To examine the effects of prenatal methamphetamine exposure on motor and cognitive development in children at 1, 2, and 3 years of age. IDEAL enrolled 412 mother–infant pairs at four sites (Tulsa OK, Des Moines IA, Los Angeles CA, and Honolulu HI). The Peabody Developmental Motor Scales (PDMS-2) were administered to the infants at the 1 and 3 year visits. This analysis includes a subsample (n = 350) of the IDEAL study with completed 1 and/or 3 year visits (n = 330 and 281, respectively). At each annual visit we also conducted the Bayley Scales of Infant Development (BSID-II) as a general evaluation of mental and motor development. The BSID-II analysis includes a subsample (n = 356) of the IDEAL study with completed 1, 2, and/or 3 year visits (n = 331, 288, and 278 respectively). GLM analysis conducted on the PDMS-2 and BSID-II examined the effects of MA exposure and heavy MA exposure (≥ 3 days of use/week), with and without covariates. Longitudinal analyses were used to examine the effects of MA exposure on changes in motor and cognitive performance over time. Heavy MA exposure was associated with significantly lower grasping scores than some and no use at 1 year (P = 0.018). In longitudinal analysis, lower grasping scores associated with any MA exposure and heavy exposure persisted to 3 years. There were no effects of MA exposure, including heavy exposure, on the Bayley Mental Development Index (MDI) or Psychomotor Development Index (PDI) at any or across age. There were no differences in cognition as assessed by the BSID-II between the groups. There was a subtle MA exposure effect on fine motor performance at 1 year with the poorest performance observed in the most heavily exposed children. By 3 years, no differences in fine motor performance were observed. These findings suggest MA exposure has modest motor effects at 1 year that are mostly resolved by 3 years.
Smith, L. M., Paz, M. S., LaGasse, L. L., Derauf, C., Newman, E., et al. (2012). Maternal depression and prenatal exposure to methamphetamine: neurodevelopmental findings from the infant development, environment, and lifestyle (ideal) study. Depression and Anxiety, 29(6), pp. 515-522.
The aim of this study is to help determine the neurobehavioral effects of maternal depression on infants exposed and not exposed to methamphetamine (MA) using the NICU Network Neurobehavioral Scale (NNNS). According to the authors, maternal depression is associated with neurodevelopmental patterns of increased stress and decreased quality of movement, suggesting maternal depression influences neurodevelopment in infants as young as 1 month.
Vandermause, R. K. (2012). Being wholesome: The paradox of methamphetamine addiction and recovery - A hermeneutical phenomenological interpretation within an interdisciplinary, transmethodological study. Qualitative Social Work, 11(3), pp. 299–318. DOI: 10.1177/ 1473325011401470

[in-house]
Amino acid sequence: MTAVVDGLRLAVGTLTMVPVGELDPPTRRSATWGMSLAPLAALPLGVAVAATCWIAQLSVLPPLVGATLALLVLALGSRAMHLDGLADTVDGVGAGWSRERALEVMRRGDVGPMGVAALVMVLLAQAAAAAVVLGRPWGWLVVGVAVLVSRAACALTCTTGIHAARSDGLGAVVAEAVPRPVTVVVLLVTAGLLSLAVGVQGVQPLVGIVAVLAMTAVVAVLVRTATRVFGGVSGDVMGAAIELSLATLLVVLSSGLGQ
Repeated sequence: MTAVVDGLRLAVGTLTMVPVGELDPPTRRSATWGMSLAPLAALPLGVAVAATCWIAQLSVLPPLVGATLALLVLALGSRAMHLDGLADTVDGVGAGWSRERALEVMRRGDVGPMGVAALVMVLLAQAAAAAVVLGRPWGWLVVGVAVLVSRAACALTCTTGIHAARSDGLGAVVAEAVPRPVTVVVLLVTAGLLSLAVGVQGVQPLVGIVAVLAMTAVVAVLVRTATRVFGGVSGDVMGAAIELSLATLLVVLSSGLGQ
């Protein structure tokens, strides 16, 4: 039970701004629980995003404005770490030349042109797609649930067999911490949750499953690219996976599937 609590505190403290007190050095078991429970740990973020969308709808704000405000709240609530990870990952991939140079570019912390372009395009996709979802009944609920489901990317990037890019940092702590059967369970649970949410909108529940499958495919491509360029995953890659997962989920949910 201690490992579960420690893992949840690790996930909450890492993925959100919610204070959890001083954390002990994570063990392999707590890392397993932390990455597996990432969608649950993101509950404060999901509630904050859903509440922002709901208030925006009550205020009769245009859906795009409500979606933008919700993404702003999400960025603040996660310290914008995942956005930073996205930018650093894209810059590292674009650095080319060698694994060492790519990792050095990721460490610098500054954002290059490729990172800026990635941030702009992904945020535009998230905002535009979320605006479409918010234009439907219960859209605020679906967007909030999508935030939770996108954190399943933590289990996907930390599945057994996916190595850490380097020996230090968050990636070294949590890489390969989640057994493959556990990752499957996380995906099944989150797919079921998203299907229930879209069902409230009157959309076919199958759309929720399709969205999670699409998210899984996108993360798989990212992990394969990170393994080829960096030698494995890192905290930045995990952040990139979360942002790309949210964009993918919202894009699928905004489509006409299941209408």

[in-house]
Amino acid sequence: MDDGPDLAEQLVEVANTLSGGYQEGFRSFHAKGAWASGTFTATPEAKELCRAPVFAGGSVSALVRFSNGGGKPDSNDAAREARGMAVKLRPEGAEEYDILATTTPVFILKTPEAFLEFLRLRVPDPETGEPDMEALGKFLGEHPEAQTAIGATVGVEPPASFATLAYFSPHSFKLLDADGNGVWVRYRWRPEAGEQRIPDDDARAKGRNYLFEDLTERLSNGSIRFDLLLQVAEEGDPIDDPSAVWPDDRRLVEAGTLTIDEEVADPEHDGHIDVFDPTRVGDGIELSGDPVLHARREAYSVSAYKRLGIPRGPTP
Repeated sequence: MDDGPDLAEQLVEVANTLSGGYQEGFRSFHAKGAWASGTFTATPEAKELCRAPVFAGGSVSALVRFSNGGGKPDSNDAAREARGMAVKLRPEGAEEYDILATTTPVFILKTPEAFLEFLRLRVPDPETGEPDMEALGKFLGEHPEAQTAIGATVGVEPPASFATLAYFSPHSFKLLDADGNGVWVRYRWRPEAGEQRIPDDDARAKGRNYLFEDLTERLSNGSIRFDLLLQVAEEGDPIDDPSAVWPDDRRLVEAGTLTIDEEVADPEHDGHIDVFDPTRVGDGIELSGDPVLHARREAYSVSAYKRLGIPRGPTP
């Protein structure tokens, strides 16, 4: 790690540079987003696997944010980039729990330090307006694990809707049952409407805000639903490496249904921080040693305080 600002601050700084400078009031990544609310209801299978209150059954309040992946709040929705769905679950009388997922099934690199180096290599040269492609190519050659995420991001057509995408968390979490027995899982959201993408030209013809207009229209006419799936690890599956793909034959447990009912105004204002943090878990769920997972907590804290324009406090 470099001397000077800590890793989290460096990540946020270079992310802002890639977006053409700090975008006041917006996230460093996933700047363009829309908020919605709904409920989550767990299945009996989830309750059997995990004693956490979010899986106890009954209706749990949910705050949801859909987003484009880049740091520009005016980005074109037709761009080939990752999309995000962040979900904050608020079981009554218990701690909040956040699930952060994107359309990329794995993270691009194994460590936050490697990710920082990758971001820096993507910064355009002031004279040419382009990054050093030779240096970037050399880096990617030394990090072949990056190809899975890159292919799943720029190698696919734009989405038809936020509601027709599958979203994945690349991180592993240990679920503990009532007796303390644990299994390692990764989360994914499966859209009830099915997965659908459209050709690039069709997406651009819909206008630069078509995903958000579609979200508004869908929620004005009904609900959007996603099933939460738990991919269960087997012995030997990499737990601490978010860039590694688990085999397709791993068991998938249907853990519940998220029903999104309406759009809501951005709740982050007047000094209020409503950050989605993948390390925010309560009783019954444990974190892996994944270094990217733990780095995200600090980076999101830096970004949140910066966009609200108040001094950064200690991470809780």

This article presents a Heideggerian hermeneutic interpretation of findings from an interdisciplinary, transmethodological study addressing the questions, ‘What does it mean to experience methamphetamine addiction? What does it mean to recover?’ Study aims, to: (1) uncover the meaning of addiction and recovery via case intensive analysis, and (2) generate an interdisciplinary, transmethodology for understanding complex Health-care problems, were intended to stimulate a deeper understanding of the experience of addiction and recovery through an innovative methodological approach. Scholars from Nursing, English, Teaching and Learning, and Fine Arts contributed to the analysis. This article presents the hermeneutic interpretation of the transmethodological study.
Wouldes, T. A., LaGasse, L. L., Derauf, C., Newman, E., Shah, R., Smith, L. M., Arria, A. M…Lester, B. M. (2013). Co-morbidity of substance use disorder and psychopathology in women who use methamphetamine during pregnancy in the US and New Zealand. Drug and Alcohol Dependence, 127, pp. 101-107.
This study examined prenatal MA use and the co-morbidity of SUD and psychiatric disorders at 1-month postpartum. In the US and NZ, MA groups had lower SES, increased single parenting, delayed prenatal care, and increased polydrug use, and had lower income than the comparison group. MA users were 10 times more likely to have a SUD and twice as likely to meet BSI criteria for a diagnosable psychiatric disorder. In NZ, but not the US, MA users were five times more likely to have co-morbidity of both. This disparity may be due to higher quantities of prenatal alcohol use associated with increased psychiatric symptoms. These findings suggest that addressing both substance abuse and psychiatric disorders in mothers who use MA may be required to effectively treat maternal MA use.